The problem in Algebra 2: too many topics, too many formulas that mean too little to most students.

I propose a partial solution: teach fewer topics, in more depth, to inject meaning into the course; provide access to all students through carefully selected tools, and still try to challenge the strongest students.

**Blog post**: In Defense of Algebra 2

**Available on this site**:

Parabolas and Quadratics — Links to many lessons and activities: hands-on introduction using manipulatives (factoring and completing the square), interesting work involving symbol manipulation, three paths to the quadratic formula, and more!

Sequences and Series: links to much material on this topic, plus a ten-minute slide show on the place of formulas when teaching for understanding.

Exponential Functions: using dice, analysis of graphs, and more.

Introduction to logarithms: Super-Scientific Notation

Animation to explain the sine curve.

Introduction to linear programming: Letters and Postcards. This is a concrete approach, and ends with a discussion-provoking applet.

Iterating Linear Functions from

The Mathematics Teacher(with Jonathan Choate), andAlgebra: Themes, Tools, Concepts(with Anita Wah). This works well prior to work on sequences and series. Also there: links to GeoGebra applets, and a bit on iterating non-linear functions and chaos.Geometry of the Ellipse (worksheet)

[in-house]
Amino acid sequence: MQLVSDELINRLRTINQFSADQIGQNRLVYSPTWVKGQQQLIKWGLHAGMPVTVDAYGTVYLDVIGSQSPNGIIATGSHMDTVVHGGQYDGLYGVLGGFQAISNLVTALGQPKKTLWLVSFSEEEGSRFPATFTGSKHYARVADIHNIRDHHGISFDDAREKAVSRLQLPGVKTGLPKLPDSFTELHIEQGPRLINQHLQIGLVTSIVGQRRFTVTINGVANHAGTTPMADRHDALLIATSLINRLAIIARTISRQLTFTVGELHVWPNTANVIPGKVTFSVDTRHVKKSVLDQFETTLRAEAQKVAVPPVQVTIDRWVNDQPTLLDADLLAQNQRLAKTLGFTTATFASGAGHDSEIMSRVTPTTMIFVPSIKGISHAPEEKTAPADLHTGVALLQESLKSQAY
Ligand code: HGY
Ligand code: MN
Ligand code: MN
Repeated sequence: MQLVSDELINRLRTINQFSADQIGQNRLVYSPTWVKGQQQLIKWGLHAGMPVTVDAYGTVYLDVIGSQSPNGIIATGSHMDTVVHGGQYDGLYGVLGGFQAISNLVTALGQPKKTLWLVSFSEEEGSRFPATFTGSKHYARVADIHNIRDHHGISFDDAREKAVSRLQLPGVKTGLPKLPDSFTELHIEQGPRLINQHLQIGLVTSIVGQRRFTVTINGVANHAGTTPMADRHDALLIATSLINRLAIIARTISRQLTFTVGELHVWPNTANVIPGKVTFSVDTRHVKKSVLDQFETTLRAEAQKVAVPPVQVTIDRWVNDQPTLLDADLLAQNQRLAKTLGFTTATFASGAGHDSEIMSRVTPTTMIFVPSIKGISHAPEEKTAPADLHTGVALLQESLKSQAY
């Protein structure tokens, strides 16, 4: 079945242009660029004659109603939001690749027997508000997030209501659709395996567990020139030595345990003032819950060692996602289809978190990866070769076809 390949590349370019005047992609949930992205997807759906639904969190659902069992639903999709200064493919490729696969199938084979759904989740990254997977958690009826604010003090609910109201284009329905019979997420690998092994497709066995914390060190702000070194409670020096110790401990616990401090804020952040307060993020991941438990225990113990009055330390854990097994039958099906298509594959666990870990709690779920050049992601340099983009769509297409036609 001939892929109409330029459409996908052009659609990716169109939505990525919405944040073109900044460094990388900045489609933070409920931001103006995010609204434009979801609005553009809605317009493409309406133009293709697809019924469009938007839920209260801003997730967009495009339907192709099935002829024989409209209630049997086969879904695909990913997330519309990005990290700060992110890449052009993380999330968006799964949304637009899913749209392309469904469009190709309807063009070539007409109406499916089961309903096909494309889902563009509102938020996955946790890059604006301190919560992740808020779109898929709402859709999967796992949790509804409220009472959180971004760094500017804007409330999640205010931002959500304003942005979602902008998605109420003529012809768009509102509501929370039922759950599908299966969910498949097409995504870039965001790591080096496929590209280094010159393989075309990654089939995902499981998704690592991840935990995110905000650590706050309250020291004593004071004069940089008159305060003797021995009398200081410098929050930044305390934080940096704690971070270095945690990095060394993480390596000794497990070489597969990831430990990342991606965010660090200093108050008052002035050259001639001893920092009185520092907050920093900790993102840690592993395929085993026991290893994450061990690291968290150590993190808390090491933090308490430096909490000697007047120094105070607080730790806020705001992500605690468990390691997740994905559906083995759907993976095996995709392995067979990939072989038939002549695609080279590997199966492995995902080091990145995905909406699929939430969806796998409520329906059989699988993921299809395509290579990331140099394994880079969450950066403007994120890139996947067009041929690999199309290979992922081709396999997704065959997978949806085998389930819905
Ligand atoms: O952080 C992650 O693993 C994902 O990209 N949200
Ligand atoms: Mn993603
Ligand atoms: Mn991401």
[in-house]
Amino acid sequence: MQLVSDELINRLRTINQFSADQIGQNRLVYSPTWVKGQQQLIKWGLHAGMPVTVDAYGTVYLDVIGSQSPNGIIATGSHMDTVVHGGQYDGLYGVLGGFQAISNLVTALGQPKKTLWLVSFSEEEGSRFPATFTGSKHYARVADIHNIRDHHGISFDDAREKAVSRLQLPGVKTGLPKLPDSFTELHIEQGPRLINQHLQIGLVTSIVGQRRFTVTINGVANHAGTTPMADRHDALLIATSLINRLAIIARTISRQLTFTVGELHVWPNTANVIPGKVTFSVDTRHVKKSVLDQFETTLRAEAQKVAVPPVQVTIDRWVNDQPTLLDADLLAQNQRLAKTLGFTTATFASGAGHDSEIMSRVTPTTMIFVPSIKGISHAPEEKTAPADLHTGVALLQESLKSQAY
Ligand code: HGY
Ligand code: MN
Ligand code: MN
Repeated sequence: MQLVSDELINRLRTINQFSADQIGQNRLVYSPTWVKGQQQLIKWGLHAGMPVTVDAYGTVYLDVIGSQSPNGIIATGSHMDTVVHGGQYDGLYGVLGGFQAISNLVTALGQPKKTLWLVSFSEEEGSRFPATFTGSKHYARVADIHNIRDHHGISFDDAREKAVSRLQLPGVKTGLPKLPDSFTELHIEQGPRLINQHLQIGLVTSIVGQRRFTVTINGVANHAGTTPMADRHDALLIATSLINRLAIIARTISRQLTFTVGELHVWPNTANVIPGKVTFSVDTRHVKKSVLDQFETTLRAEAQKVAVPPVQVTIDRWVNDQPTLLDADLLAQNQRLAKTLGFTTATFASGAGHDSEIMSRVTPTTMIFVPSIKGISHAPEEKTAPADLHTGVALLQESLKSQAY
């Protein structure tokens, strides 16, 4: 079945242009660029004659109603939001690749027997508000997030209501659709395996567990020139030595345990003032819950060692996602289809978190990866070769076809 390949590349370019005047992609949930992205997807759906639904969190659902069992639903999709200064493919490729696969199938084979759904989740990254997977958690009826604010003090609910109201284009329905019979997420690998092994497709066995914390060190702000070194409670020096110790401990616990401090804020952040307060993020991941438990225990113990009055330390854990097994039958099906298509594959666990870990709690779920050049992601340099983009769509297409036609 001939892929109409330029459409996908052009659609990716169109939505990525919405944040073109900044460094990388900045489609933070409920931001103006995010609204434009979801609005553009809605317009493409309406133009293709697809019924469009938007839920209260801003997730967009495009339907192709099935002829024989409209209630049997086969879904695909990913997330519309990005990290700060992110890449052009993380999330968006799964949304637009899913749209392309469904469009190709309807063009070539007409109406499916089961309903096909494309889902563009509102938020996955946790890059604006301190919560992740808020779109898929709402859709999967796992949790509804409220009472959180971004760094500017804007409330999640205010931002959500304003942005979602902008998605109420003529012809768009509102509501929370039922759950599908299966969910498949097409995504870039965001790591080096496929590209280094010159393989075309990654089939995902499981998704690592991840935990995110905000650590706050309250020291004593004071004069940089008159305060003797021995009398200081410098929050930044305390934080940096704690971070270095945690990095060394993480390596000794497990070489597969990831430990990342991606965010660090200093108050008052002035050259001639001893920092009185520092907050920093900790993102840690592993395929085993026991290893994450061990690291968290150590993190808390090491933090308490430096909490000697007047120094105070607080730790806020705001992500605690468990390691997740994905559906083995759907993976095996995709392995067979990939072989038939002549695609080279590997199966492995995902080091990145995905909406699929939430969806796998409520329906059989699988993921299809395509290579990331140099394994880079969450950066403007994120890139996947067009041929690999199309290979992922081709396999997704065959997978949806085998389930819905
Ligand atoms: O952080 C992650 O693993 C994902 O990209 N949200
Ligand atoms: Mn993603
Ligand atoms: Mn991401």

Perspective (lab on inverse variation, similar triangles review.)

Complex numbers (worksheets and games)

**Presentation**

Naoko Akiyama and Scott Nelson had designed a one-hour presentation based on the Math 3 curriculum which we've all taught, and which was largely developed by me at the Urban School of San Francisco. I later joined them to expand the presentation into a 3-hour minicourse, which we presented at the California Math Council, Southern Section (Palm Springs, November 2001) and National Council of Teachers of Mathematics (San Antonio, April 2003.) I updated it in 2011 to present at an NCTM summer institute.

Download the slides or view a short version on line. Corresponding handout (3.6 MB).